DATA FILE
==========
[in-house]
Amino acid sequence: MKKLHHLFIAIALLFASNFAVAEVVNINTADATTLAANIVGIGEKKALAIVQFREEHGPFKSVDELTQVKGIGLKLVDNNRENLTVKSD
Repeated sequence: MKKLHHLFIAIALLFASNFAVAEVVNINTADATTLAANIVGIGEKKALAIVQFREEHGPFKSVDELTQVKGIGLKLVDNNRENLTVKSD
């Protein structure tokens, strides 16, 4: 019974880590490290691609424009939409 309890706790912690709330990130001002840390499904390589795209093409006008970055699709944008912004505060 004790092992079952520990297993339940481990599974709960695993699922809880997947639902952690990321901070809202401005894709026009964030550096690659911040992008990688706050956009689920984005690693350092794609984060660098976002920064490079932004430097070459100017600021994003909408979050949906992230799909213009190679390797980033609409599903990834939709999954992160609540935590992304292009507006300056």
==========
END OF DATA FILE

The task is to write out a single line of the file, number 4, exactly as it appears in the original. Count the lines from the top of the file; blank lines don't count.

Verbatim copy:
């Protein structure tokens, strides 16, 4: 019974880590490290691609424009939409 309890706790912690709330990130001002840390499904390589795209093409006008970055699709944008912004505060 004790092992079952520990297993339940481990599974709960695993699922809880997947639902952690990321901070809202401005894709026009964030550096690659911040992008990688706050956009689920984005690693350092794609984060660098976002920064490079932004430097070459100017600021994003909408979050949906992230799909213009190679390797980033609409599903990834939709999954992160609540935590992304292009507006300056």